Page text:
Serbian courts will refuse to recognize foreign arbitral awards, upon a proposal of a party against which the enforcement is sought, based on grounds which are essentially the same as the described grounds for challenge of domestic arbitral awards. However, whereas the false testimony or criminal act of an arbitrator or a party to the proceeding is not among the grounds for refusal of the recognition of a foreign award by Serbian courts, the recognition of the award may be refused based on one additional ground. Namely, if the foreign award has not yet become binding for the parties, or if it has been annulled or its enforcement has been stopped by a court of the state where or based on whose law the award was rendered, the Serbian court will be entitled to refuse its recognition (and enforcement).

Serbia is a party to the New York Convention of 1958 on the Recognition and Enforcement of Foreign Arbitral Awards, with the reservations that the Convention will only be applied to the recognition and enforcement of awards made in the territory of another contracting state, will only be applied to differences arising out of legal relationships, whether contractual or not, that are considered commercial under the national law and will only be applied to those arbitral awards which were adopted after the entry into effect of the Convention. Serbia is also a party to the 1961 European Convention on International Commercial Arbitration.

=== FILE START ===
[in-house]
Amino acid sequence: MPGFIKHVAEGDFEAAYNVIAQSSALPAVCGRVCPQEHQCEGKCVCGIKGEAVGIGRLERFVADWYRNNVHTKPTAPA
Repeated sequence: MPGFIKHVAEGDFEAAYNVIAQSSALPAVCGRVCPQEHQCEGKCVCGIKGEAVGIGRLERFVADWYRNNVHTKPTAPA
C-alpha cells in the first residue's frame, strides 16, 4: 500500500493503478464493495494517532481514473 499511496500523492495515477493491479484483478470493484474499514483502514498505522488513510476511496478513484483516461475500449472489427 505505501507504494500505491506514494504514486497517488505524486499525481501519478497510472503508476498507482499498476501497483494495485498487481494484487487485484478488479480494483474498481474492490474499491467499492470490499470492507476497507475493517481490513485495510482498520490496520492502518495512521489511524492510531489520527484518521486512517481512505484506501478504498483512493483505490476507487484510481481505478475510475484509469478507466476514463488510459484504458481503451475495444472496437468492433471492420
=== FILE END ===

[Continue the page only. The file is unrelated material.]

According to the Permanent Arbitration, at the time of submission of a request for arbitration, a claim, a counterclaim, or a set-off claim, the party shall deposit the amount of EUR 200 as a registration fee.

Assumption: The amount in dispute is EUR 1,000,000: Total costs: registration fee of EUR 200 and administrative fee of EUR 27,000.

Assumption: The amount in dispute is EUR 10,000,000: Total costs: registration fee of EUR 200 and administrative fee of EUR 63,600.

Assumptions based on an amount in dispute of EUR 1,000,000: Review of 100 pages of documents; no challenge to the jurisdiction of the arbitral tribunal; two exchanges of submissions; review of correspondence with arbitral tribunal; assistance with the preparation of 4 witnesses; review of 4 written witness statements; no experts; preparation of oral hearing and participation in an oral hearing; preparation and review of one post- hearing brief. Total approximate cost: EUR 100,000.